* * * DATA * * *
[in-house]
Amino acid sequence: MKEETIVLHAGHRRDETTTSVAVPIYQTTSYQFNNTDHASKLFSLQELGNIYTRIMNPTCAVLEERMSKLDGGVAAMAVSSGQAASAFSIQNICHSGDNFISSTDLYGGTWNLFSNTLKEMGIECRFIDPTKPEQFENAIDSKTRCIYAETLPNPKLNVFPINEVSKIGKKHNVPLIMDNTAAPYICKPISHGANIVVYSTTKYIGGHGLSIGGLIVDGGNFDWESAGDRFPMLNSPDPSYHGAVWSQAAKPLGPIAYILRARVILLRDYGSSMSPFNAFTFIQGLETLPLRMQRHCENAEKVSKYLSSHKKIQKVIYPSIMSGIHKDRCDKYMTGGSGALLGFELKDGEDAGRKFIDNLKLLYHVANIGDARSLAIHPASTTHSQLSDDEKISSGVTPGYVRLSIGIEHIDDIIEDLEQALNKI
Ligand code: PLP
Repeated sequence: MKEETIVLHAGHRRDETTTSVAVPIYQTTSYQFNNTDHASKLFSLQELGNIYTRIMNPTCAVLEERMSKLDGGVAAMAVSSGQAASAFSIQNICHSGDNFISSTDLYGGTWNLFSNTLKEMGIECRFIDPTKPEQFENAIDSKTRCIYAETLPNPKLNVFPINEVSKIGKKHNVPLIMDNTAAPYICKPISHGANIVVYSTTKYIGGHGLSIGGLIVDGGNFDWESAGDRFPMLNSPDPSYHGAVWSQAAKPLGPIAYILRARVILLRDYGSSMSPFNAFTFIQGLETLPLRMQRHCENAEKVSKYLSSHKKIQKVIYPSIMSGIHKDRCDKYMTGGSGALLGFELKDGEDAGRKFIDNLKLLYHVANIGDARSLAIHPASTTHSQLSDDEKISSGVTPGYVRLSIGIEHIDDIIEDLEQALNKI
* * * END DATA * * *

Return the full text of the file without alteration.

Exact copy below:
[in-house]
Amino acid sequence: MKEETIVLHAGHRRDETTTSVAVPIYQTTSYQFNNTDHASKLFSLQELGNIYTRIMNPTCAVLEERMSKLDGGVAAMAVSSGQAASAFSIQNICHSGDNFISSTDLYGGTWNLFSNTLKEMGIECRFIDPTKPEQFENAIDSKTRCIYAETLPNPKLNVFPINEVSKIGKKHNVPLIMDNTAAPYICKPISHGANIVVYSTTKYIGGHGLSIGGLIVDGGNFDWESAGDRFPMLNSPDPSYHGAVWSQAAKPLGPIAYILRARVILLRDYGSSMSPFNAFTFIQGLETLPLRMQRHCENAEKVSKYLSSHKKIQKVIYPSIMSGIHKDRCDKYMTGGSGALLGFELKDGEDAGRKFIDNLKLLYHVANIGDARSLAIHPASTTHSQLSDDEKISSGVTPGYVRLSIGIEHIDDIIEDLEQALNKI
Ligand code: PLP
Repeated sequence: MKEETIVLHAGHRRDETTTSVAVPIYQTTSYQFNNTDHASKLFSLQELGNIYTRIMNPTCAVLEERMSKLDGGVAAMAVSSGQAASAFSIQNICHSGDNFISSTDLYGGTWNLFSNTLKEMGIECRFIDPTKPEQFENAIDSKTRCIYAETLPNPKLNVFPINEVSKIGKKHNVPLIMDNTAAPYICKPISHGANIVVYSTTKYIGGHGLSIGGLIVDGGNFDWESAGDRFPMLNSPDPSYHGAVWSQAAKPLGPIAYILRARVILLRDYGSSMSPFNAFTFIQGLETLPLRMQRHCENAEKVSKYLSSHKKIQKVIYPSIMSGIHKDRCDKYMTGGSGALLGFELKDGEDAGRKFIDNLKLLYHVANIGDARSLAIHPASTTHSQLSDDEKISSGVTPGYVRLSIGIEHIDDIIEDLEQALNKI